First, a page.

There's a weird but true story that Mitt Romney once strapped a dog carrier to the top of the his car and took his family, with the dog up top, on a 12-hour drive to visit his parents in Canada. This isn't the same thing as beating or starving the poor animal but it is odd, and I think it's fair to wonder if this might be a small glimpse into the real man behind the haircut.
Be that as it may, Romney currently is facing an obstacle more serious than weird stories in his quest to be nominated: his own record in office. The Wall Street Journal last Friday published an editorial slamming Romney's insistence on defending the health care plan in Massachusetts that was the cornerstone of his term as governor, while at the same time criticizing Obama's federal health care plan, which was largely based on the Massachusetts model. Romney reacted with a letter claiming the Journal editorial distorted the history of Romneycare, and that what was important was ending Obamacare and allowing each state to work out the problem as the citizens of that state see fit.
That last bit is a nod to the principle of federalism, and it's good that Romney recognizes that this is an important part of the argument against Obamacare. Part of the trouble with Romney continuing to defend his now-disastrous plan in Massachusetts is that it will give the Democrats a very large club in trying to destroy Romney's credibility when he attacks Obamacare, should he become the Republican nominee. The trouble Romney is currently facing on this issue from conservatives, though, is that Romneycare was a "big government" style solution to the health care issue, and I think the fear is that Romney is a technocratic, big solutions guy at heart. In the wake of the Tea Party movement and the conservative electoral victories of last November, the prospect of yet another "big government" Republican as the presidential nominee isn't going to go down well with a sizeable number of voters who wants to see Obama defeated, and the government downsized.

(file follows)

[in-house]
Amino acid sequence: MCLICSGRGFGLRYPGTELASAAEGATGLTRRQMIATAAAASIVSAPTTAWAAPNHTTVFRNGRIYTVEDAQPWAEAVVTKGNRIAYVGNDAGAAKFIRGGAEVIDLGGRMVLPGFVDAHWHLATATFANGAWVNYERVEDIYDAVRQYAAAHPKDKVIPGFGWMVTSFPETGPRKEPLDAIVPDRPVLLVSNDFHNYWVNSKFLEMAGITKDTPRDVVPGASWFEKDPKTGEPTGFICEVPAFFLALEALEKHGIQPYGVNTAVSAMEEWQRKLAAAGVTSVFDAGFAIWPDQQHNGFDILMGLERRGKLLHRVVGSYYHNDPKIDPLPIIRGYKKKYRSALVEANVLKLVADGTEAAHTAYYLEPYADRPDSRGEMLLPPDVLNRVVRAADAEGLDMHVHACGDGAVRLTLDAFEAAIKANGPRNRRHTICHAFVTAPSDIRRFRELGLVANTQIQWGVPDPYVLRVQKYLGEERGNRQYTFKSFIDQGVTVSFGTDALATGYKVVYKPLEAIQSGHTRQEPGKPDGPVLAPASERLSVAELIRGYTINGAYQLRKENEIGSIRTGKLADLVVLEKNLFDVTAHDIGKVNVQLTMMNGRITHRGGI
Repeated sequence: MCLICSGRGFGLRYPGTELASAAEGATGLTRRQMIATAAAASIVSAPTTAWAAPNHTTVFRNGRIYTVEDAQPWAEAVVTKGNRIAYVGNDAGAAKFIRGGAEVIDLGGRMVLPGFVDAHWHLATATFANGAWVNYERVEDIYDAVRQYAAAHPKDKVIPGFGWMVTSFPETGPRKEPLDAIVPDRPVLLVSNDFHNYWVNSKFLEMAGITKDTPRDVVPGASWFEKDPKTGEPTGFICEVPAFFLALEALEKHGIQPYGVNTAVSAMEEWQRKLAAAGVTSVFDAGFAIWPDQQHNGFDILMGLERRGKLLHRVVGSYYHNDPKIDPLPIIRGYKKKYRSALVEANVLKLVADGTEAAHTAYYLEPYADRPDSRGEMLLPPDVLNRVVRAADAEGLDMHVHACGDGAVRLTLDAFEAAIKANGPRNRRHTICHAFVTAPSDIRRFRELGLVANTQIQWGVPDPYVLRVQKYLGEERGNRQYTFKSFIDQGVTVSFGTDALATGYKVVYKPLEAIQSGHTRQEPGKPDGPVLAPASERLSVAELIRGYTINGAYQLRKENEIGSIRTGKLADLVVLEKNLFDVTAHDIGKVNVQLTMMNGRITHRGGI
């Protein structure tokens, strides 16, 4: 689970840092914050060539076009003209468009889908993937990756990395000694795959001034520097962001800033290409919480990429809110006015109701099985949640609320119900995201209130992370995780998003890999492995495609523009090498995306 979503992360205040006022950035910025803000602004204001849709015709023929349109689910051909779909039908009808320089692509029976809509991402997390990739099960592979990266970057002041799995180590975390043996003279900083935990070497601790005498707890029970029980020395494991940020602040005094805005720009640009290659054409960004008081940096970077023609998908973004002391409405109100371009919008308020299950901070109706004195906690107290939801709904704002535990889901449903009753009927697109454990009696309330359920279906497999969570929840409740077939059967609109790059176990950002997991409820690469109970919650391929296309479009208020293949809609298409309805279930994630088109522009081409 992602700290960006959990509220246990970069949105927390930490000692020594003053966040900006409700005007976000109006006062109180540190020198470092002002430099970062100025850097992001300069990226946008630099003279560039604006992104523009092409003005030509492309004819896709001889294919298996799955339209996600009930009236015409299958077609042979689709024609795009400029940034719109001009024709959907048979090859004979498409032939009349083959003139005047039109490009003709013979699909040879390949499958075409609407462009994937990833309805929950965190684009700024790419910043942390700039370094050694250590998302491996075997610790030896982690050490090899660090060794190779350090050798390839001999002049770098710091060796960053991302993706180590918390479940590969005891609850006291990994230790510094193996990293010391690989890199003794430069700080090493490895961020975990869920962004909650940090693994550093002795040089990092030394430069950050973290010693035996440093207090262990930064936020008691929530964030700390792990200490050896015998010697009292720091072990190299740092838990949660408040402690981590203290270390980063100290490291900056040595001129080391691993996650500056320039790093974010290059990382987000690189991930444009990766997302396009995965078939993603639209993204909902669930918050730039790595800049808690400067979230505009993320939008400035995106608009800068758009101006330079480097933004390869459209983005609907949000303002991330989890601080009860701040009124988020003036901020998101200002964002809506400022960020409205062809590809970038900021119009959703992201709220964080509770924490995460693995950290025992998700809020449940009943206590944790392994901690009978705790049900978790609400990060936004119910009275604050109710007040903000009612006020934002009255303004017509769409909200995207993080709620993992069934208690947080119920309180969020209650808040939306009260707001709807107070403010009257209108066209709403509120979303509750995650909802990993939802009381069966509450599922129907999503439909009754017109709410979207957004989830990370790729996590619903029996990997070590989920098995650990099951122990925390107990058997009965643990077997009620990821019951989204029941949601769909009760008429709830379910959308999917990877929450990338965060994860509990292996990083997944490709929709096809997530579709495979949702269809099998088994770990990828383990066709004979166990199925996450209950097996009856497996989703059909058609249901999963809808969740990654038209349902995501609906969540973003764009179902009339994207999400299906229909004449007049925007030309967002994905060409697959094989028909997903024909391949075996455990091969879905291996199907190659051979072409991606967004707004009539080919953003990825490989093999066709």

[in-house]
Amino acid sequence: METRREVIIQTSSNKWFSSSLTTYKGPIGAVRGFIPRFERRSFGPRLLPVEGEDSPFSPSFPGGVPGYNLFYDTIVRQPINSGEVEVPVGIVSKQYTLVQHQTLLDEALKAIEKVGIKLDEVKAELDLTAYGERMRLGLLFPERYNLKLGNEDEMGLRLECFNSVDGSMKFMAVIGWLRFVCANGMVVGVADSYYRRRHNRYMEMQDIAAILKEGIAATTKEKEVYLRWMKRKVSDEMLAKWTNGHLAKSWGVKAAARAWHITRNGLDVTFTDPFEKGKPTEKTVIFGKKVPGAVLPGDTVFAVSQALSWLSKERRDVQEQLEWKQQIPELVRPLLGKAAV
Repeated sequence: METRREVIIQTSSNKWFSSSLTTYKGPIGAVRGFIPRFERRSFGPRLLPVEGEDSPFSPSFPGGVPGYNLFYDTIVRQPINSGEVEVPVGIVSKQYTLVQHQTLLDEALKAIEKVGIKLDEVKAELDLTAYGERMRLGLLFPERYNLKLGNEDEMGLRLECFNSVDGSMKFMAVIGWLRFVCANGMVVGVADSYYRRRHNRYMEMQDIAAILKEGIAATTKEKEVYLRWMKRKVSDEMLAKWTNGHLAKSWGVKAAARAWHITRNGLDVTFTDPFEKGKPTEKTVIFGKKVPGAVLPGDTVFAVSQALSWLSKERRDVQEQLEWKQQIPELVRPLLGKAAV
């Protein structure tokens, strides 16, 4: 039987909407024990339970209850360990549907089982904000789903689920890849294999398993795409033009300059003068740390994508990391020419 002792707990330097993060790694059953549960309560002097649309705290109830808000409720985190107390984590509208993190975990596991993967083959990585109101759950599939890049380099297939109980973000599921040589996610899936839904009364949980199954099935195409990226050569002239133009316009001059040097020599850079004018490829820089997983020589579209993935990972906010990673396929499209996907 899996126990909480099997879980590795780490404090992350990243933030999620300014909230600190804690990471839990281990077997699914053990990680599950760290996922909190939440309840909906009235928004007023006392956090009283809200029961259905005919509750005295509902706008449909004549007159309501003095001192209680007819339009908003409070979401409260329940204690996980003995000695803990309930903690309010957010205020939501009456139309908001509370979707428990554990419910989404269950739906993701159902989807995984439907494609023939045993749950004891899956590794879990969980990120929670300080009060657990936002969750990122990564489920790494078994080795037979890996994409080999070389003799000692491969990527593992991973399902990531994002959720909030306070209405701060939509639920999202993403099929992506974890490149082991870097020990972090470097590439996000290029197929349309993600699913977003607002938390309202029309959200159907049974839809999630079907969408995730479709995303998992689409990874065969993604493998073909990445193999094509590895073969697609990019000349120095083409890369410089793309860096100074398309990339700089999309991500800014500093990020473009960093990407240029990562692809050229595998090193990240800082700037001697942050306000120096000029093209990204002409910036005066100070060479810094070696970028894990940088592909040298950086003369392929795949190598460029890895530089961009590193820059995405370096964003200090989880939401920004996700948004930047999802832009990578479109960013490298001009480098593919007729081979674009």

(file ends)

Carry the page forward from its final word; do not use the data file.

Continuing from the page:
Meanwhile, another Republican seeking the nomination inserted a very large foot into his even larger mouth last Sunday on Meet The Press. When pressed on whether or not Paul Ryan's approach to Medicare reform might hurt Republicans with voters, Newt Gingrich described the reform plan as "right wing social engineering," a remark that was poorly received just about everywhere on the Republican side. This is an early but serious crisis in Gingrich's campaign, and he has spent the last week trying to repair the damage by speaking to conservative radio talk show hosts, among them Rush Limbaugh, Hugh Hewitt, and Mark Levin. From the way things look now, I think his campaign is in serious danger, and I see few signs that he'll be able to recover from this mistake.
I think that what we'll be seeing in the battle for the Republican nomination is a contest between the candidate that the Republican establishment decides is acceptable, versus some sort of "outsider" candidate with a mandate to go to Washington and turn things upside down. At the moment the establishment doesn't seem to be entirely happy with any of the candidates who have announced, and there is a casting about to convince acceptable candidates to enter the race, such as Mitch Daniels, Rick Perry, even Marco Rubio. Meanwhile, presumed outsider Sarah Palin appeared yesterday in an interview with Greta van Sustern, to me sounding very much like someone who has nearly made up her mind to run for office.
In presidential primaries, there is always a faction that seems to be working for an early and insurmountable lead by the candidate who is supported by the party leaders, under the theory that the party can then approach the general election with more time and unity. While that faction does sometimes prevail (as in the case of Bob Dole, for instance), it isn't remotely a guarantee of winning the final election. I doubt that any such effort is going to succeed in the race for the Republican nominee for 2012, but if the establishment somehow manages to get their candidate nominated in a way that makes Tea Party types and other conservatives feel shut out, I think there will be an electoral rebellion against the party establishment throughout the country that will make 2010 seem only the prelude.